Title

Early-life environmental exposures associate with individual and cumulative allergic morbidity.

Year of Publication

2021

Date Published

2021 Feb 22

ISSN Number

1399-3038

Abstract

<p>Several early-life environmental factors have been associated with altered risk for the development and/or severity of individual allergic conditions. These include exposures implicated in the modulation of the microbiome, such as infant delivery mode, diet, and exposure to antibiotics and antacids. The impact of these early-life factors on allergic multimorbidity remains unknown. To address this knowledge gap, we used electronic medical records for a birth cohort of 158,510 children to track development of atopic dermatitis (AD), IgE-mediated food allergy (IgE-FA), asthma, and allergic rhinitis (AR) in individual children over time. We measured hazard ratios (HRs), adjusted for birth year, race, ethnicity, sex, and insurance payer type, to assess how development of both individual and multiple allergic conditions is influenced by birth mode, feeding practice during the first year of life, or exposure to antibiotics and/or antacids during the first six months of life. We found that vaginal delivery (VD; HR 0.89, 0.83, 0.84, 0.79 for at least 1, 2, 3, 4 conditions, respectively; p≤0.001) and exclusive breastmilk (BM) feeding (HR 0.74, 0.75, 0.89, for at least 1, 2, 3 conditions, respectively; p≤0.001) are associated with reduced cumulative allergic burden, while antibiotic exposure (HR 1.40, 1.44, 1.48, 1.63 for at least 1, 2, 3, 4 conditions, respectively; p≤0.001) and antacid exposure (HR 1.26, 1.35, 1.32 for at least 1, 2, 3 conditions, respectively; p≤0.001) are associated with increased cumulative allergic burden during childhood. This work expands our understanding of how a child's early-life environment may influence their risk of allergy development and progression.</p>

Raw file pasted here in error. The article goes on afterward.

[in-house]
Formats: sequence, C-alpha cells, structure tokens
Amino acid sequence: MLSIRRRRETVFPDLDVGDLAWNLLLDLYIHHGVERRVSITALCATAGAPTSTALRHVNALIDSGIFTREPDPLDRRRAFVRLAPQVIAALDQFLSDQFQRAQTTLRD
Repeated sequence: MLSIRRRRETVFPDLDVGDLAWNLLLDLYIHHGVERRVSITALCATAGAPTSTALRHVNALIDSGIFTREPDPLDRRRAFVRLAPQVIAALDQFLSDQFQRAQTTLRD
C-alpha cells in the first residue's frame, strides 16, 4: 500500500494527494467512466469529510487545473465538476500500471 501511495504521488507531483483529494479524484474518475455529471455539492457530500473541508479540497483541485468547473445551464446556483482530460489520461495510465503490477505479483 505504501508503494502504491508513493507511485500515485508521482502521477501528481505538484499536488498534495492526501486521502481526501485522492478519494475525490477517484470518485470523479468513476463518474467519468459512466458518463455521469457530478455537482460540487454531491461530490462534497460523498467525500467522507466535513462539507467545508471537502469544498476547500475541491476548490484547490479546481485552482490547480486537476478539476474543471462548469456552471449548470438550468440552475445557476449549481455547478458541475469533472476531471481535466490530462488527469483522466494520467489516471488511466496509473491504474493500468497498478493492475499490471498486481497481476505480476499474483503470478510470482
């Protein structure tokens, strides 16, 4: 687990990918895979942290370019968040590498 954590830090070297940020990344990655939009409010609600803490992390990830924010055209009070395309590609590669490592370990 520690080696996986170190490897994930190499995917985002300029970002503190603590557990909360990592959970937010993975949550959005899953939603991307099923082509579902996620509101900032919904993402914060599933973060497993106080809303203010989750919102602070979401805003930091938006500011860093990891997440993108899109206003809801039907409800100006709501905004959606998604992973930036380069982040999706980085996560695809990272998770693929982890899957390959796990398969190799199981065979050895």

DOI

10.1111/pai.13486

Alternate Title

Pediatr Allergy Immunol

PMID

33616233

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